One of the Northeast Ohio Regional Sewer District’s most unique projects will turn one of the most unlikely places into the latest examples of green infrastructure. After crews spent months removing thousands of pounds of junked cars, trash and discarded car tires, substantial progress has been made in the ultimate reclamation of a decades-old illegal dumping site.
For close to a century, a large swath of property near East 64th and Kinsman Avenue was used as a makeshift landfill and dumpsite. The property’s use as a makeshift landfill pre-dated many of the regulations that tightly controlled such operations. After the property was the subject of a lengthy investigation by the Environmental Crimes Task Force, the NEORSD secured $400,000 in grants from the EPA in 2015. The grant money went toward the clean-up and remediation of the contaminated property.
“Since the early 1900s, this has been historically a dumping site. It has collected a lot of debris and scrap over the years. Part of what we are doing for that project is cleaning it up,” said Rachel Webb, the senior watershed team leader for NEORSD.
Crews removed an estimated 5000 tons of solid waste, enough to fill an estimated 350 semi-tractor trailers. As many as 6000 junked car tires were also removed, officials said.
“It is a lot of stuff. It’s a lot of clean up. You know this is something that happens in Urban areas. We call them Brownfields,” Webb said. “Just over the time of development this happens in these areas and they need to be cleaned up so they can be used for other uses.”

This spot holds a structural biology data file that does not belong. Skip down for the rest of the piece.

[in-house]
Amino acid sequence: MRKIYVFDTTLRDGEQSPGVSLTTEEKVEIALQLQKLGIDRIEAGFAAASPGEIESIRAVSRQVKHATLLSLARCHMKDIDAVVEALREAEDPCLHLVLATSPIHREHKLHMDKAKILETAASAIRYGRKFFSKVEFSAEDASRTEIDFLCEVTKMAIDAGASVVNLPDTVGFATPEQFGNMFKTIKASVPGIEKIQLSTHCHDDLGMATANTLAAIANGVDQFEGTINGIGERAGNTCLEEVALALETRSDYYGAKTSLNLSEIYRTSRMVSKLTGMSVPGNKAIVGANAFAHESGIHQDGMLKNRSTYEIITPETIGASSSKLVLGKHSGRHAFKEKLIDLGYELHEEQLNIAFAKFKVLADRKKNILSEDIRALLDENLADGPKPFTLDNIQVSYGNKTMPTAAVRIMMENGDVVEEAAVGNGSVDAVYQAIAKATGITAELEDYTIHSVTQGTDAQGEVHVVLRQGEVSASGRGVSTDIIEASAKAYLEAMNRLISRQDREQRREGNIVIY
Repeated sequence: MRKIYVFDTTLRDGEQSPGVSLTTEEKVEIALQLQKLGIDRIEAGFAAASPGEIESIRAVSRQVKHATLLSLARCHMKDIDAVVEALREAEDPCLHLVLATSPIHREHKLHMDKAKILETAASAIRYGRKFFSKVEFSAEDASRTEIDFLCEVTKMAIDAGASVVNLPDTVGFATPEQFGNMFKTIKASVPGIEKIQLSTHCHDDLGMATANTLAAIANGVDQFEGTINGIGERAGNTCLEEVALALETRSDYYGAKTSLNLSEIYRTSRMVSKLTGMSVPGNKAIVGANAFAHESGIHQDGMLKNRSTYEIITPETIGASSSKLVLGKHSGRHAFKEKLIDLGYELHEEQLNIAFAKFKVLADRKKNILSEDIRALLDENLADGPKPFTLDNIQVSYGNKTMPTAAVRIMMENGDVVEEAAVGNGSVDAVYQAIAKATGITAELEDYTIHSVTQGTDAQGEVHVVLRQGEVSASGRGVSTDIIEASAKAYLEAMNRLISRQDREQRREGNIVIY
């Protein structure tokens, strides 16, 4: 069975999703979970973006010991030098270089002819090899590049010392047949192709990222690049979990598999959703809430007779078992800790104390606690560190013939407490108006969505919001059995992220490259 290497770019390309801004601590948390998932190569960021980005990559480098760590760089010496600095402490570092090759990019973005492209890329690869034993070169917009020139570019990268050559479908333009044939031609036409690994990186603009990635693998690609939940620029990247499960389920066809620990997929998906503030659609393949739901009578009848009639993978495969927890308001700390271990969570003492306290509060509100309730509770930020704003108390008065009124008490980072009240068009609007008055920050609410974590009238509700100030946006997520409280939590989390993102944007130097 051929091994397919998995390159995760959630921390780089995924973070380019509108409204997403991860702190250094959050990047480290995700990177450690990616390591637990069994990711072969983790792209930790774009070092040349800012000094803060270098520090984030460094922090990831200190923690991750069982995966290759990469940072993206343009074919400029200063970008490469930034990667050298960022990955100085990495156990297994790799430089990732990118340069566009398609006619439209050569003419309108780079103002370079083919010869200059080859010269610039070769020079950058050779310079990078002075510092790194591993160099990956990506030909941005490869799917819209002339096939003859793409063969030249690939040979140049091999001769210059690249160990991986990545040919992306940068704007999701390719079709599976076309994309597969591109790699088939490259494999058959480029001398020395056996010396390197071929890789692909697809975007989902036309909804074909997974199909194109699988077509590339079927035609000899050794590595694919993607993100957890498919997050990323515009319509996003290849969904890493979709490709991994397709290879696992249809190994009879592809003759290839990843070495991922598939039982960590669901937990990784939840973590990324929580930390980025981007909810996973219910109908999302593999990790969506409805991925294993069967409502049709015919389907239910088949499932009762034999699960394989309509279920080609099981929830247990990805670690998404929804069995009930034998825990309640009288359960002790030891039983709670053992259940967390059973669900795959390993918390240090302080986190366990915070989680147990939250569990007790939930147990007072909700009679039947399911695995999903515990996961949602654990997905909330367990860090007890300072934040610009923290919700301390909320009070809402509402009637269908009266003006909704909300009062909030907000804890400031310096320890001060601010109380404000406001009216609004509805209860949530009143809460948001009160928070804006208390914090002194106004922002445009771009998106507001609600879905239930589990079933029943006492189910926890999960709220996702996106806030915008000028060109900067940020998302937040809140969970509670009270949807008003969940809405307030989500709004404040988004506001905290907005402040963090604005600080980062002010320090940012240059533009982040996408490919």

By the fall of 2019, the property will be turned into a park-like green space area, featuring a large stormwater retention basin. The basin, when complete, will collect storm-water runoff during rain events. From there, the storm-water will be treated by plants and grasses, which essentially act like a natural water filter.
The water will then end up back in Lake Erie.
“The goal behind this is to capture stormwater runoff from the streets before it gets into the combined sewer system,” Webb said.
Before a massive overhaul of the local sewer system, during heavy rain events, stormwater runoff would combine with untreated wastewater, eventually ending up in Lake Erie. Stormwater retention basins will help eliminate those overflow events, Webb said.
“We’re circumventing that combined system so we can treat that stormwater naturally,” Webb said.
While the new project on the former dump site serves a particular purpose, Webb said the project will also serve as a community asset by providing the neighborhood with open greenspace in a park-like setting.
“You also have walking paths running through here. We wanted to make it accessible for the neighborhood because we are talking about a six-acre site. This is a substantial piece of the neighborhood that we wanted everybody to have access to,” Webb said. “We have a bunch of other brick that we found on the site. We have large sandstone that we’re going to place around the site as benches. We’re trying to recycle as much as we can from the site that we felt like we could use in the project.”
Planting will begin in the spring and the project is expected to be complete by Fall 2019.